A Partner to Lean On, the first proper full length from Trace Mountains, is both an extension of my initial excursion to explore the world of sounds in solitude, and a continuation of my lifelong relationship with music-making as a social process. The songs featured on A Partner to Lean On came about over the course of many years, featuring some ideas that pre-date even the earliest Trace Mountains release in 2013. There are also more current songs, written right up into the summer of 2017 when the record was recorded and completed, a time of extraordinary confusion & anger, when the refuge of listening to & creating music was needed more than ever. The way the work spans time periods is intended to be reflected in the record itself, perhaps not strictly linearly, but flowing from place to place, idea to idea, connecting memories, thoughts and things in a way that feels purposeful. It starts in the present, and branches out into different directions to hopefully arrive at a meaningful assessment of where I stand.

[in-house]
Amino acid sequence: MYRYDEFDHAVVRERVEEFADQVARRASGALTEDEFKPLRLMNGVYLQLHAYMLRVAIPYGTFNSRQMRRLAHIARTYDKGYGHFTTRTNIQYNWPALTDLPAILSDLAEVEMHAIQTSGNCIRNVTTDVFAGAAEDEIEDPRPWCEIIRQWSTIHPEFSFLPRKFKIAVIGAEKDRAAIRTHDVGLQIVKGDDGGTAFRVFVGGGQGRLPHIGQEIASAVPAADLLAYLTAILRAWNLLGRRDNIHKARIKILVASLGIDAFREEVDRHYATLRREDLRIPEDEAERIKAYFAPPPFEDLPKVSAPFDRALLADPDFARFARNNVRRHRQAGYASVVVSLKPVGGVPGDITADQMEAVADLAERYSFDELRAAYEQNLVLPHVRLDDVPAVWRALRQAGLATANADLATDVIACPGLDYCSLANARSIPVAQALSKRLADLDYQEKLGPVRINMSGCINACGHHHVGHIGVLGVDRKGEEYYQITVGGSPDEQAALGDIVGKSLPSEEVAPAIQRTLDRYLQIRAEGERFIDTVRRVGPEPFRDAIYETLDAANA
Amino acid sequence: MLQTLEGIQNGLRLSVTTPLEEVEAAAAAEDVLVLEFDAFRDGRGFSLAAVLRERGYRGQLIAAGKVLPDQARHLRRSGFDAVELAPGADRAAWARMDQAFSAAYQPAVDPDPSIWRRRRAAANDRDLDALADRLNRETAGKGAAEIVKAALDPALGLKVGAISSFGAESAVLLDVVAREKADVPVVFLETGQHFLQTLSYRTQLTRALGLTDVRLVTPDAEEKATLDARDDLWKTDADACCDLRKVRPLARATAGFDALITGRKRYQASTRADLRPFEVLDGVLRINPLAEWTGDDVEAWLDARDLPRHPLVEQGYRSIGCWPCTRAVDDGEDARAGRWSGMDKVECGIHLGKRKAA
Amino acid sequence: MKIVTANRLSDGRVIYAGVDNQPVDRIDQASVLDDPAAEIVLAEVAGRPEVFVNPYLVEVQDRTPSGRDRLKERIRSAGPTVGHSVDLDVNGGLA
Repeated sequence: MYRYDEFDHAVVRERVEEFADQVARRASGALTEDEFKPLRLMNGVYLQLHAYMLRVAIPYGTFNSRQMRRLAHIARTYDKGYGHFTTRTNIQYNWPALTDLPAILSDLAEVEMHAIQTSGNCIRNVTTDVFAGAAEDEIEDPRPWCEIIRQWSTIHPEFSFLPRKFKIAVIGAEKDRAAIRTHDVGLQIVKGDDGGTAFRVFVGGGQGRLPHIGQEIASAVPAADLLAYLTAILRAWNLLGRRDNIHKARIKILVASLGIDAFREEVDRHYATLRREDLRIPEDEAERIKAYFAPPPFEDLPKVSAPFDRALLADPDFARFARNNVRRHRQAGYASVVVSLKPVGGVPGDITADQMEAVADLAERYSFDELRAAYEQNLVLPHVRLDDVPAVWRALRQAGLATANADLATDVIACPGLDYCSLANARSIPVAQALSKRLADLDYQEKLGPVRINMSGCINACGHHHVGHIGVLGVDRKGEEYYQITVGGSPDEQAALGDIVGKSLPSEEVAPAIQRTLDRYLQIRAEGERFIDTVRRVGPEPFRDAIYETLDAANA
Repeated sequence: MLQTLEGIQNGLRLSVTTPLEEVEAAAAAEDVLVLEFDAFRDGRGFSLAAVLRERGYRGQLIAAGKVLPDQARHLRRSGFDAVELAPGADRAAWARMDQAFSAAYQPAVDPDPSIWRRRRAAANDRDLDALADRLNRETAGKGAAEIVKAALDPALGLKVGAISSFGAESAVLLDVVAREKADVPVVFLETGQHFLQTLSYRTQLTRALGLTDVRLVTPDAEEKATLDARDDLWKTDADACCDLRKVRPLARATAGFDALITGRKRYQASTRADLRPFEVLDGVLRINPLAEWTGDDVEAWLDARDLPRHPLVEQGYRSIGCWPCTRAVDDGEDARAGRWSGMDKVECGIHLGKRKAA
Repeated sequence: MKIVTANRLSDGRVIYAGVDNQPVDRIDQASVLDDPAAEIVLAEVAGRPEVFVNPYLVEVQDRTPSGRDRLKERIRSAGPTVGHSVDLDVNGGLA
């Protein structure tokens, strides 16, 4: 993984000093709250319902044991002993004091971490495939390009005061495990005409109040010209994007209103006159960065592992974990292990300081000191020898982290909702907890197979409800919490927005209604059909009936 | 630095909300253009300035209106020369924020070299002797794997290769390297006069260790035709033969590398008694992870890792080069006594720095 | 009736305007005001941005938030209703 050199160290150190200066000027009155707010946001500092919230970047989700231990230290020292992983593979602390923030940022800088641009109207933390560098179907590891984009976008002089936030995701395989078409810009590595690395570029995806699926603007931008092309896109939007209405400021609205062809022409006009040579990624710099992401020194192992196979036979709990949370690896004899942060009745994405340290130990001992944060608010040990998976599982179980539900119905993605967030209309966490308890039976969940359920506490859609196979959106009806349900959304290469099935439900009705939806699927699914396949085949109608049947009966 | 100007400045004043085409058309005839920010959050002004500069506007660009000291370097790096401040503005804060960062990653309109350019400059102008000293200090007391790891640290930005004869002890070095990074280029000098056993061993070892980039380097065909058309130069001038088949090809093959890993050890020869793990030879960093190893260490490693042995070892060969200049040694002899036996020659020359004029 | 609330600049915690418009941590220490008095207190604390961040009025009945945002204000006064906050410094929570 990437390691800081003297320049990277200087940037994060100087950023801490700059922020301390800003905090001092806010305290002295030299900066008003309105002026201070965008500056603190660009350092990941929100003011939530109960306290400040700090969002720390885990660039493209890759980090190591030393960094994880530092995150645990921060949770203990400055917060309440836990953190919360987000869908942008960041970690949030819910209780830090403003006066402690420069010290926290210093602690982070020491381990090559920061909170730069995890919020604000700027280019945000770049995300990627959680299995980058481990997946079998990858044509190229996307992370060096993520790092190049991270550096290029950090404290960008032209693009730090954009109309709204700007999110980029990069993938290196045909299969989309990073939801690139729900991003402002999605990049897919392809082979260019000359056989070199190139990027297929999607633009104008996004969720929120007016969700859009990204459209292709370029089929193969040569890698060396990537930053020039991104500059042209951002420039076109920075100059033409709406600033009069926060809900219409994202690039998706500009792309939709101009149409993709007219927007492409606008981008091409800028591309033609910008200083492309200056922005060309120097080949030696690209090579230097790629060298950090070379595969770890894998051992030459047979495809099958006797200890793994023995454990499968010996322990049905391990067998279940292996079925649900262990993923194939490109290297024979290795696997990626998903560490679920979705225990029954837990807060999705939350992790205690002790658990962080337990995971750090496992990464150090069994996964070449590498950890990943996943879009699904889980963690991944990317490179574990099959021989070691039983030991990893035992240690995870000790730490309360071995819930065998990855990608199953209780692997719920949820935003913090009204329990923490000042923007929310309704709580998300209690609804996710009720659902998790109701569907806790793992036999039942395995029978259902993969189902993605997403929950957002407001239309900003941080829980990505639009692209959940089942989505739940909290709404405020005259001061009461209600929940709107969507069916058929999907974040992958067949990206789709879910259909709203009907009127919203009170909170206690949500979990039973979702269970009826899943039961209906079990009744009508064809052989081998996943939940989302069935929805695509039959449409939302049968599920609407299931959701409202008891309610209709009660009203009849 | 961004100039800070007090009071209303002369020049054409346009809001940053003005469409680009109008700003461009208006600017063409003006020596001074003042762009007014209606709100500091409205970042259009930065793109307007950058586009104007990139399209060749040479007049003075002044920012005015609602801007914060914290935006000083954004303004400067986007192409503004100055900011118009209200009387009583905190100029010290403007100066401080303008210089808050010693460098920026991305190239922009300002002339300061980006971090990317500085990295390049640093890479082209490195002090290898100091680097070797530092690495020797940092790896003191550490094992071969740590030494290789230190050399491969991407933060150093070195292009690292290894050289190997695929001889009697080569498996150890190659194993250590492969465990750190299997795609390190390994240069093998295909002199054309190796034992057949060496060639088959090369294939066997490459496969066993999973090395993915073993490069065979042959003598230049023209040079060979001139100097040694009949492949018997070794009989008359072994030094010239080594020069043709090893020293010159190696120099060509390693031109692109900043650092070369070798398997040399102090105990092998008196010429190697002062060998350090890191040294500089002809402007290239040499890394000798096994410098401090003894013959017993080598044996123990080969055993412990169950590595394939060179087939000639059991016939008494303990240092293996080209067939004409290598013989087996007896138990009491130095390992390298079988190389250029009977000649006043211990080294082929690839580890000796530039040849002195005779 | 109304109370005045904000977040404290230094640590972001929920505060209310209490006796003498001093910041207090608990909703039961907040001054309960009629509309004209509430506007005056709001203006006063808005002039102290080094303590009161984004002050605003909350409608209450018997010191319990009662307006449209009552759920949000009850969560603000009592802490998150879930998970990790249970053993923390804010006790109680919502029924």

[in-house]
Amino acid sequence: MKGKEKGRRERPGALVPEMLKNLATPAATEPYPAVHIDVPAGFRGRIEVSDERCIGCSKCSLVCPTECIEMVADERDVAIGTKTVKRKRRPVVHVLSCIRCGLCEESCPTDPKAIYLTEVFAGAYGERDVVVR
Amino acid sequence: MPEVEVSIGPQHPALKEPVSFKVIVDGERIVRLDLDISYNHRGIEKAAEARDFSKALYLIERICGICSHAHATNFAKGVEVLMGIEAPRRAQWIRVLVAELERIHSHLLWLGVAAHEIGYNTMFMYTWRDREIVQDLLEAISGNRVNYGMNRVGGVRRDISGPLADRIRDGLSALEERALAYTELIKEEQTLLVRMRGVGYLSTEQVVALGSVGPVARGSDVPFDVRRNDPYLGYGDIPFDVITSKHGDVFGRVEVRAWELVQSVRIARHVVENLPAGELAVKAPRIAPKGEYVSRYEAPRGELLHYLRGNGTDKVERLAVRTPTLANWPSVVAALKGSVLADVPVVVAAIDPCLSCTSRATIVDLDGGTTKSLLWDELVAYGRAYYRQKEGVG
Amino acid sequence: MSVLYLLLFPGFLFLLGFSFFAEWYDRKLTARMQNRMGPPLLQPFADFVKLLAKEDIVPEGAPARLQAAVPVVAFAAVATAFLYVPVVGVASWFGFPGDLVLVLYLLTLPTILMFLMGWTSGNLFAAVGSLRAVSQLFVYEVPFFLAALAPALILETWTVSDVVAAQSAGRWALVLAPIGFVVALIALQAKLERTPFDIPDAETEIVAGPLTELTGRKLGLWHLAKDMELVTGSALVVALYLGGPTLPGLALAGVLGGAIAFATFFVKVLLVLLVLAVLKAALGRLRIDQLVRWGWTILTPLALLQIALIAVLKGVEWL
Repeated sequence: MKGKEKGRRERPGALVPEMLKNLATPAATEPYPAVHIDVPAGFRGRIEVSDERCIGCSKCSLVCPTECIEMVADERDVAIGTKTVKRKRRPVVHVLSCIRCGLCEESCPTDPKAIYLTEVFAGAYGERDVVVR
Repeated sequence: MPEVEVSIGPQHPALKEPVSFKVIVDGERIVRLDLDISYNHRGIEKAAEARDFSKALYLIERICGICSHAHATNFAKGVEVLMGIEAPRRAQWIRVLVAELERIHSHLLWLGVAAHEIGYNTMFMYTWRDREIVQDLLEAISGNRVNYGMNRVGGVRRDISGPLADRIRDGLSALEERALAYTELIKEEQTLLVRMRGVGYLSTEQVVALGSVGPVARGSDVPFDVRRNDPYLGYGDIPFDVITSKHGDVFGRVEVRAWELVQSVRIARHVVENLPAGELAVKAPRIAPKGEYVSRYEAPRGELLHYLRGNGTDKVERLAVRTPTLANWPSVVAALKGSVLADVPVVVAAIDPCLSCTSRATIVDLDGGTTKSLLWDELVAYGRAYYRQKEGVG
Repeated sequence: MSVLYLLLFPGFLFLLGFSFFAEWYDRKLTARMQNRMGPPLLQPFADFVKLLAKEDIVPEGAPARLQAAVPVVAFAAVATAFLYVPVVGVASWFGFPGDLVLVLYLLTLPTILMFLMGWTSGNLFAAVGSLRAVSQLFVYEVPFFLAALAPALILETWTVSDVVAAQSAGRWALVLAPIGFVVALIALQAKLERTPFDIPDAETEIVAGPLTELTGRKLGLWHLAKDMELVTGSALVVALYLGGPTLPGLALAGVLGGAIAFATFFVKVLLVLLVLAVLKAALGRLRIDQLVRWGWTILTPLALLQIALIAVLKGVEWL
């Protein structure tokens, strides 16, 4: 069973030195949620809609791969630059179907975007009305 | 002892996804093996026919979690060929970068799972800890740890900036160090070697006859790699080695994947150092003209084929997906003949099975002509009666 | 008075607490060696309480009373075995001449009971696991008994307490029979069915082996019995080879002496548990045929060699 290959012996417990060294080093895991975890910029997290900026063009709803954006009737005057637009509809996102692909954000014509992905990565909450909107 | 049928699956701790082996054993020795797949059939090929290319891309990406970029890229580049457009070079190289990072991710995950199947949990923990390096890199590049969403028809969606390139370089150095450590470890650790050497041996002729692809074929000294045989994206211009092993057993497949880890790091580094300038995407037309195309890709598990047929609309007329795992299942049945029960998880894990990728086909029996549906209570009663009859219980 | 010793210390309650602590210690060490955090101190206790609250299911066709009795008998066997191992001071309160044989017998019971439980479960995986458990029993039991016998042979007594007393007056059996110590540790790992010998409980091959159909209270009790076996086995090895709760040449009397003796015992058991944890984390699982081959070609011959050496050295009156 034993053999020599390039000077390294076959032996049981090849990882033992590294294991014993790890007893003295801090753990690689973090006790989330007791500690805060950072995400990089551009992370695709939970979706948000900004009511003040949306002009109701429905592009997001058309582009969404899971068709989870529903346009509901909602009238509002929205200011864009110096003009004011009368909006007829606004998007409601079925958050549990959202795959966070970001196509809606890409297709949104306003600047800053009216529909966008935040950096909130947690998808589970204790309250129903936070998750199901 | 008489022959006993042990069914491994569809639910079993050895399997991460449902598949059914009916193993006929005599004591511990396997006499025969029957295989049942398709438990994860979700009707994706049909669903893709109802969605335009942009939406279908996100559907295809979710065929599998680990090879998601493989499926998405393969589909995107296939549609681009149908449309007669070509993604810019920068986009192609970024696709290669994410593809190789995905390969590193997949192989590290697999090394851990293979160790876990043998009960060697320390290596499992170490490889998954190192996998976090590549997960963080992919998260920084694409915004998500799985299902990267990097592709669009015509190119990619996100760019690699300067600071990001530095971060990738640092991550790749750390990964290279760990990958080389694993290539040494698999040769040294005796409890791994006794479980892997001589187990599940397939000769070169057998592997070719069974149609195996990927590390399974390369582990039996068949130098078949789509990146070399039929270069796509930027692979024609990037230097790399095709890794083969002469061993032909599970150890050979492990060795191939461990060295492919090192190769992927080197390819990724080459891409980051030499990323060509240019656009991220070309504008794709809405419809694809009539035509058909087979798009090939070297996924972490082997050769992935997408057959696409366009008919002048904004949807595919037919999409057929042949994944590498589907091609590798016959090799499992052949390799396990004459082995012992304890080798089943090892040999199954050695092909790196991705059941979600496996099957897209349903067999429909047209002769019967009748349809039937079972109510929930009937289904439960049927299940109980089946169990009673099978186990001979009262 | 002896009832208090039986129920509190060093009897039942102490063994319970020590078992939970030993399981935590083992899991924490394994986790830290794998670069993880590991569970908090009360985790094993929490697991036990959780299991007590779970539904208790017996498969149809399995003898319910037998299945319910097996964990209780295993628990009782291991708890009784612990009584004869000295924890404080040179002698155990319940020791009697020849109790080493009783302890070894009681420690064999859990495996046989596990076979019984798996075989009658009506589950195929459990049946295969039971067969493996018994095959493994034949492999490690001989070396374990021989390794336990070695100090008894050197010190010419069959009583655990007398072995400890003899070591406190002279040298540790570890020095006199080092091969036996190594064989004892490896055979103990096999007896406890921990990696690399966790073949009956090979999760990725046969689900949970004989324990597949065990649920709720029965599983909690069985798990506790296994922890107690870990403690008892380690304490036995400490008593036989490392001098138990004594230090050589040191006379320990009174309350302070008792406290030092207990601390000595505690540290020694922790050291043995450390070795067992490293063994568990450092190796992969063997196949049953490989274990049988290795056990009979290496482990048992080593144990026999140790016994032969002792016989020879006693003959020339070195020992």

Unlike my older work, A Partner to Lean On relies on the talents of a group rather than just myself. In addition to co-producing a portion the record at Gravesend Recordings, Jim Hill played electric guitar and synthesizer. Rhythm section performances were provided by Kyle Seely (drums) and Nick Corbo (bass), and additional vocals were contributed by Susannah Cutler and Ben Smith. I played guitar, synthesizer, and recorded a bunch of other things, overdubbing at my home studio, and when the record was complete, it was mixed by the inimitable Mike Ditrio. It was then mastered by Paul Gold in October of 2017.
701 Haywood Rd
Asheville, NC, 28806